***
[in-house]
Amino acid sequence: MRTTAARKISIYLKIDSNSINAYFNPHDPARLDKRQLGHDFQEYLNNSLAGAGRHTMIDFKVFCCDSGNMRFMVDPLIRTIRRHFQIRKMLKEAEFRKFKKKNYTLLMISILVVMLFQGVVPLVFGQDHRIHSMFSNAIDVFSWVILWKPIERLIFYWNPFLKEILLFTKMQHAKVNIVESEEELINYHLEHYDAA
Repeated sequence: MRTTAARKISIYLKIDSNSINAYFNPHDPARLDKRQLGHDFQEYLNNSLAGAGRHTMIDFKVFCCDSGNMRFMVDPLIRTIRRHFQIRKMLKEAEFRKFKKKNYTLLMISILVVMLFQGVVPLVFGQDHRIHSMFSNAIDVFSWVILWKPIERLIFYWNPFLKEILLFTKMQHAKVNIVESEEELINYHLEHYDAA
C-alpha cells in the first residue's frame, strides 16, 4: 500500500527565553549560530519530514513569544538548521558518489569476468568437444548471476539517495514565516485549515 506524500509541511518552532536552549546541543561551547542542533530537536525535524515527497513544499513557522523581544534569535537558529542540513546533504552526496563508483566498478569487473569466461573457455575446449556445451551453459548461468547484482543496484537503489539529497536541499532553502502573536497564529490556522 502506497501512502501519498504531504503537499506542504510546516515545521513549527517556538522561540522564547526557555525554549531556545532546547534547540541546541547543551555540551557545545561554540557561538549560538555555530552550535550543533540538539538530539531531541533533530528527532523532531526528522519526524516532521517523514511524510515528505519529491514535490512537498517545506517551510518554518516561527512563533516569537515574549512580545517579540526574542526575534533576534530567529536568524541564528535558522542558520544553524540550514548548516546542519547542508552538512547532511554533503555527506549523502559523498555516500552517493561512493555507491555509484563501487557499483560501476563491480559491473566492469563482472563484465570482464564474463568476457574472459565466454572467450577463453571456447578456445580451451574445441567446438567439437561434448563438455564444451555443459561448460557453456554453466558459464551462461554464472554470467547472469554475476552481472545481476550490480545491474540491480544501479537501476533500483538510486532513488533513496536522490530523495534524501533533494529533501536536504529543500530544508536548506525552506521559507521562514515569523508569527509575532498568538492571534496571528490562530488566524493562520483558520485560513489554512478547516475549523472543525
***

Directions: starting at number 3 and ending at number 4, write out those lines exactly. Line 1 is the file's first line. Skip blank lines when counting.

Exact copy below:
Repeated sequence: MRTTAARKISIYLKIDSNSINAYFNPHDPARLDKRQLGHDFQEYLNNSLAGAGRHTMIDFKVFCCDSGNMRFMVDPLIRTIRRHFQIRKMLKEAEFRKFKKKNYTLLMISILVVMLFQGVVPLVFGQDHRIHSMFSNAIDVFSWVILWKPIERLIFYWNPFLKEILLFTKMQHAKVNIVESEEELINYHLEHYDAA
C-alpha cells in the first residue's frame, strides 16, 4: 500500500527565553549560530519530514513569544538548521558518489569476468568437444548471476539517495514565516485549515 506524500509541511518552532536552549546541543561551547542542533530537536525535524515527497513544499513557522523581544534569535537558529542540513546533504552526496563508483566498478569487473569466461573457455575446449556445451551453459548461468547484482543496484537503489539529497536541499532553502502573536497564529490556522 502506497501512502501519498504531504503537499506542504510546516515545521513549527517556538522561540522564547526557555525554549531556545532546547534547540541546541547543551555540551557545545561554540557561538549560538555555530552550535550543533540538539538530539531531541533533530528527532523532531526528522519526524516532521517523514511524510515528505519529491514535490512537498517545506517551510518554518516561527512563533516569537515574549512580545517579540526574542526575534533576534530567529536568524541564528535558522542558520544553524540550514548548516546542519547542508552538512547532511554533503555527506549523502559523498555516500552517493561512493555507491555509484563501487557499483560501476563491480559491473566492469563482472563484465570482464564474463568476457574472459565466454572467450577463453571456447578456445580451451574445441567446438567439437561434448563438455564444451555443459561448460557453456554453466558459464551462461554464472554470467547472469554475476552481472545481476550490480545491474540491480544501479537501476533500483538510486532513488533513496536522490530523495534524501533533494529533501536536504529543500530544508536548506525552506521559507521562514515569523508569527509575532498568538492571534496571528490562530488566524493562520483558520485560513489554512478547516475549523472543525